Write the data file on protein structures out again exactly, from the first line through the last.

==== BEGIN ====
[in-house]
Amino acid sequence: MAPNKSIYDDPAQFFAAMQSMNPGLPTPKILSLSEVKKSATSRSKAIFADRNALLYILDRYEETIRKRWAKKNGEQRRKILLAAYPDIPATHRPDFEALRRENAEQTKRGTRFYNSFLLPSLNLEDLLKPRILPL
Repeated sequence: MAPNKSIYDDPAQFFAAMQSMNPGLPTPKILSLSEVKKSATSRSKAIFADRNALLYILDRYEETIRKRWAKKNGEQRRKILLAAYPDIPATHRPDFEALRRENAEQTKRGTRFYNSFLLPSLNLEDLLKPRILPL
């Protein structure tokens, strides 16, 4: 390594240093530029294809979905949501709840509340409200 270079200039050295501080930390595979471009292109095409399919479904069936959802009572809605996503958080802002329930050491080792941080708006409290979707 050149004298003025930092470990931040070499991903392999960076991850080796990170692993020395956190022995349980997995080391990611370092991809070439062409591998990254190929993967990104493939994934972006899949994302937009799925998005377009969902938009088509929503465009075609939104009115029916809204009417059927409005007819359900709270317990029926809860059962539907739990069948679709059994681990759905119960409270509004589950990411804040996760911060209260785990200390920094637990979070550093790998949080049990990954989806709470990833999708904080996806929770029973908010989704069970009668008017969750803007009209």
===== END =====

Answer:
[in-house]
Amino acid sequence: MAPNKSIYDDPAQFFAAMQSMNPGLPTPKILSLSEVKKSATSRSKAIFADRNALLYILDRYEETIRKRWAKKNGEQRRKILLAAYPDIPATHRPDFEALRRENAEQTKRGTRFYNSFLLPSLNLEDLLKPRILPL
Repeated sequence: MAPNKSIYDDPAQFFAAMQSMNPGLPTPKILSLSEVKKSATSRSKAIFADRNALLYILDRYEETIRKRWAKKNGEQRRKILLAAYPDIPATHRPDFEALRRENAEQTKRGTRFYNSFLLPSLNLEDLLKPRILPL
């Protein structure tokens, strides 16, 4: 390594240093530029294809979905949501709840509340409200 270079200039050295501080930390595979471009292109095409399919479904069936959802009572809605996503958080802002329930050491080792941080708006409290979707 050149004298003025930092470990931040070499991903392999960076991850080796990170692993020395956190022995349980997995080391990611370092991809070439062409591998990254190929993967990104493939994934972006899949994302937009799925998005377009969902938009088509929503465009075609939104009115029916809204009417059927409005007819359900709270317990029926809860059962539907739990069948679709059994681990759905119960409270509004589950990411804040996760911060209260785990200390920094637990979070550093790998949080049990990954989806709470990833999708904080996806929770029973908010989704069970009668008017969750803007009209």